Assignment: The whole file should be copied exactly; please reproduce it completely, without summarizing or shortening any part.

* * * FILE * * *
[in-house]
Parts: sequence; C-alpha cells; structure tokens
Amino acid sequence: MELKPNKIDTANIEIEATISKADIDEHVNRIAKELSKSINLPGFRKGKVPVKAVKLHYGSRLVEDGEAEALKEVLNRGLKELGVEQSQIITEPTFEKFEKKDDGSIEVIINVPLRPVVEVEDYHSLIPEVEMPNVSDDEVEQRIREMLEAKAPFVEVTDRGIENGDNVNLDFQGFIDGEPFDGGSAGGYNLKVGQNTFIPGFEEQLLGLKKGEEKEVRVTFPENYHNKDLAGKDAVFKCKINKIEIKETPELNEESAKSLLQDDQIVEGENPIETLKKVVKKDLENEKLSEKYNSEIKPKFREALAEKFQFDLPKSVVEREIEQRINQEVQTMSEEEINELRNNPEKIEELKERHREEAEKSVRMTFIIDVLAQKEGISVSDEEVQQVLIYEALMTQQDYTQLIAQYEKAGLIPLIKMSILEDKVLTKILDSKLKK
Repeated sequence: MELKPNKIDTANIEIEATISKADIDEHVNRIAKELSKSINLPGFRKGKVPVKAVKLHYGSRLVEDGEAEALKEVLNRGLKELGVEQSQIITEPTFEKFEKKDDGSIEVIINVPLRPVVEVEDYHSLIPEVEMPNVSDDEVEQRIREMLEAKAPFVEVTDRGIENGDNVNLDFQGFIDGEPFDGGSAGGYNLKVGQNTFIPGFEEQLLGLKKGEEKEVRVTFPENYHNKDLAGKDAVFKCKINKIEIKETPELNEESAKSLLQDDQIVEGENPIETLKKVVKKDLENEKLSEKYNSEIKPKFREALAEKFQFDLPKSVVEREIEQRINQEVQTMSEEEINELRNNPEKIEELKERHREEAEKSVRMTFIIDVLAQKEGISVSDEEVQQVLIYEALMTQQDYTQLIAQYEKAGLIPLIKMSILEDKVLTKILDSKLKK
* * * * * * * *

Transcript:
[in-house]
Parts: sequence; C-alpha cells; structure tokens
Amino acid sequence: MELKPNKIDTANIEIEATISKADIDEHVNRIAKELSKSINLPGFRKGKVPVKAVKLHYGSRLVEDGEAEALKEVLNRGLKELGVEQSQIITEPTFEKFEKKDDGSIEVIINVPLRPVVEVEDYHSLIPEVEMPNVSDDEVEQRIREMLEAKAPFVEVTDRGIENGDNVNLDFQGFIDGEPFDGGSAGGYNLKVGQNTFIPGFEEQLLGLKKGEEKEVRVTFPENYHNKDLAGKDAVFKCKINKIEIKETPELNEESAKSLLQDDQIVEGENPIETLKKVVKKDLENEKLSEKYNSEIKPKFREALAEKFQFDLPKSVVEREIEQRINQEVQTMSEEEINELRNNPEKIEELKERHREEAEKSVRMTFIIDVLAQKEGISVSDEEVQQVLIYEALMTQQDYTQLIAQYEKAGLIPLIKMSILEDKVLTKILDSKLKK
Repeated sequence: MELKPNKIDTANIEIEATISKADIDEHVNRIAKELSKSINLPGFRKGKVPVKAVKLHYGSRLVEDGEAEALKEVLNRGLKELGVEQSQIITEPTFEKFEKKDDGSIEVIINVPLRPVVEVEDYHSLIPEVEMPNVSDDEVEQRIREMLEAKAPFVEVTDRGIENGDNVNLDFQGFIDGEPFDGGSAGGYNLKVGQNTFIPGFEEQLLGLKKGEEKEVRVTFPENYHNKDLAGKDAVFKCKINKIEIKETPELNEESAKSLLQDDQIVEGENPIETLKKVVKKDLENEKLSEKYNSEIKPKFREALAEKFQFDLPKSVVEREIEQRINQEVQTMSEEEINELRNNPEKIEELKERHREEAEKSVRMTFIIDVLAQKEGISVSDEEVQQVLIYEALMTQQDYTQLIAQYEKAGLIPLIKMSILEDKVLTKILDSKLKK